Executive to a New Term is Up to be Confirmed

by the Legislature on 12/19/2017

14. Suzette Melendez

15. Leonardo Sanchez

16. Mary Alice Smothers

17. Rev. Bernard Alex

 

Member Who Just Resigned (CE Appointment)

18. Joyce Suslovic

 

Members Whose Leg Appointments Expire on 12/31/17

19. Crystal Doody

20. David Pasinski

21. Rosalie Young

 

Members Whose Mayoral Appointments Expire on 12/31/17

22. Shelly Skellington

23. Suzie Carman

 

OPEN Unfillled Legislature Appointment

24. _______________________

 

Chairman May apologized for the interruption.

 

Passed unanimously; MOTION CARRIED.

 

        b.     A Resolution Authorizing the Reconstruction/Construction of Improvements at the Department of Corrections Facility in and for the County of Onondaga, New York, at a Maximum Estimated Cost of $325,000, and Authorizing the Issuance of $325,000 Bonds of said County to Pay Costs Thereof ($325,000)

 

Chairman May said that this item was discussed in detail at the last committee meeting; routine maintenance, feel free to ask any further questions.  In answer to Mr. Dougherty, Ms. Dalfo confirmed that nothing was different from the informational presentation.

 

A motion was made by Mr. Dougherty, seconded by Mr. Ryan, to approve this item.  Passed unanimously; MOTION CARRIED.

 

5.     EMERGENCY COMMUNICATIONS:  William Bleyle, Commissioner

        a.     A Resolution Authorizing Replacement of the Rose Hill Radio Tower in and for the County of Onondaga, New York, at a Maximum Estimated Cost of $339,000, and Authorizing the Issuance of $339,000 Bonds of said County to Pay Costs Thereof ($339,000)

 

Mr. Dougherty said that this was the second pass for this item.  Chairman May added that it was thoroughly talked about at the last meeting and asked if there were further questions or anything different.  In answer to Mr. Dougherty, Mr. Bleyle confirmed that this is the exact same resolution.

 

A motion was made by Mr. Ryan, seconded by Mr. Dougherty, to approve this item.  Passed unanimously; MOTION CARRIED.

 

6.     EMERGENCY MANAGEMENT:  Daniel Wears, Commissioner

        a.     Transfer from Emergency Management, Account 666500 Contingency, to Emergency Management, Account 695700 Contractual Expenses, $10,000

 

Mr. Wears:

  • Move contingency funds to contractual expense for OCC delivery of Public Safety Critical Management classes, 2nd year doing this since he arrived, believes it was also done previously, multidisciplinary class designed to bring all the different agencies, including the public sector, together to respond to an incident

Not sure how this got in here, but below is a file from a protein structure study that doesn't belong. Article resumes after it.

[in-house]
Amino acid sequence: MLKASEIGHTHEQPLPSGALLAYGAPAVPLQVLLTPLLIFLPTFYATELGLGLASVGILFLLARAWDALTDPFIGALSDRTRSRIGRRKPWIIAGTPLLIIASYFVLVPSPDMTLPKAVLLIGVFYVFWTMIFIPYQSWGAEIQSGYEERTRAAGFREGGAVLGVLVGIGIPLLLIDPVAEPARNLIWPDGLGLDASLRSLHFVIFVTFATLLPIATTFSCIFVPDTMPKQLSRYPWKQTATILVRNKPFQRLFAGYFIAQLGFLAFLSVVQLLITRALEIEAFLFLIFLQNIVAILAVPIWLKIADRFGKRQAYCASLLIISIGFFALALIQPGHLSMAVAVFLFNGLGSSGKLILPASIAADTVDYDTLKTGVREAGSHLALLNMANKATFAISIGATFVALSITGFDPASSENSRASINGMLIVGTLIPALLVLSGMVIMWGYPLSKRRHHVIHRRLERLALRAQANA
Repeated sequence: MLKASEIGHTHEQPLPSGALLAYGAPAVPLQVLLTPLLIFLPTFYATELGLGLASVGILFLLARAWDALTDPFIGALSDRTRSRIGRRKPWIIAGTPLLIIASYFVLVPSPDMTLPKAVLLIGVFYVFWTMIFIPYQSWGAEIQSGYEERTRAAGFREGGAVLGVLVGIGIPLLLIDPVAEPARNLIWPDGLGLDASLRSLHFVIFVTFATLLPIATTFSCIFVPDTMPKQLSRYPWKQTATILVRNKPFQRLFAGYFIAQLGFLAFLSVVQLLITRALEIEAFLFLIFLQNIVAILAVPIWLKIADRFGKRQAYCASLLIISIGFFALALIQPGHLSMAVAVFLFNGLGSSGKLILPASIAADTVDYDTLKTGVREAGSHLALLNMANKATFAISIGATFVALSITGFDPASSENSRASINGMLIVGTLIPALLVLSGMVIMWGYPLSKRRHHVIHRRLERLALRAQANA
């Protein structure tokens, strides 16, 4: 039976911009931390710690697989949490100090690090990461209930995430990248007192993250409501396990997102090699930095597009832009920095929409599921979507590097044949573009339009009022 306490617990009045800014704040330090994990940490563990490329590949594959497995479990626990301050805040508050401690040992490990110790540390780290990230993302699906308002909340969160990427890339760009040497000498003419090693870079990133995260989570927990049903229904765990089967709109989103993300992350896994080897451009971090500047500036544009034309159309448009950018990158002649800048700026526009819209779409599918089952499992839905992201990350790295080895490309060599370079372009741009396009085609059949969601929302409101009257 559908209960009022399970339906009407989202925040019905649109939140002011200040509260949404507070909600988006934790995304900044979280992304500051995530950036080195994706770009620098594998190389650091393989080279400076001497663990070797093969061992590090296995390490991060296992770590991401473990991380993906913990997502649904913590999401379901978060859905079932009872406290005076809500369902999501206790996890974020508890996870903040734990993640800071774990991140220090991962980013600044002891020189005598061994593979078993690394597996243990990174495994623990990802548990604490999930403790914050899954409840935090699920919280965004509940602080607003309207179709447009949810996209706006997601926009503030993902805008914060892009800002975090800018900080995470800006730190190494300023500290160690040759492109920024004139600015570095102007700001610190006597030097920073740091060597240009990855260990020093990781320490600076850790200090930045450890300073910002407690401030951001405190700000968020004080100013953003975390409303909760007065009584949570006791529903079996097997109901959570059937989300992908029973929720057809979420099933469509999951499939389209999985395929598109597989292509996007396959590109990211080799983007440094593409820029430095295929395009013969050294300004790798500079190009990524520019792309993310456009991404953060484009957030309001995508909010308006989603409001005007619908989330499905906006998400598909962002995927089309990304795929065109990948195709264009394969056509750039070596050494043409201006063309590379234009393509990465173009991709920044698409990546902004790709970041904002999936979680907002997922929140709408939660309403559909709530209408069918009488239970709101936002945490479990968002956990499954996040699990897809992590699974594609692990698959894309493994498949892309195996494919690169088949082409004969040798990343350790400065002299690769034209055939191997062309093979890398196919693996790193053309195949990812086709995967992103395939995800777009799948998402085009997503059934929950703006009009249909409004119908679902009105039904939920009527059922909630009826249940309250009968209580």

Mr. Dougherty asked how many people typically take the class.  Mr. Wears responded that up to 30 people can take the class, which is 16 hours total.  Mr. Dougherty asked if it was rank and file employees or commissioners.  Mr. Wears answered that typically it is entry level or people looking to be promoted to a supervisor role, particularly on the professional side.  Some departments use this as one of their qualifications to run for officer positions.  Chairman May said that people are being sent or recommended by their agency, department, or company.  Mr. Wear agreed. 

 

  • 1st two nights of class are presentation: Emergency Management, fire, EMS, hazmat, and other businesses in the industry detail their response role; 2nd half of the class acts out management of incident using a board -  “matchbox car village board”, visually able to move vehicles and see response

 

In answer to Mr. Ryan, Mr. Wears said that he believes the cap is 30 for the class, which is managed by OCC.  Mr. Ryan asked if there was a waiting list.  Mr. Wears answered yes, very often we hit the cap.

 

In answer to Chairman May, Mr. Wears confirmed that the $10,000 pays for the class and it is free for everyone taking the class.  It is a very heavy instructor class because the board is the streets, buildings, and everything else, which requires a number of dispatchers.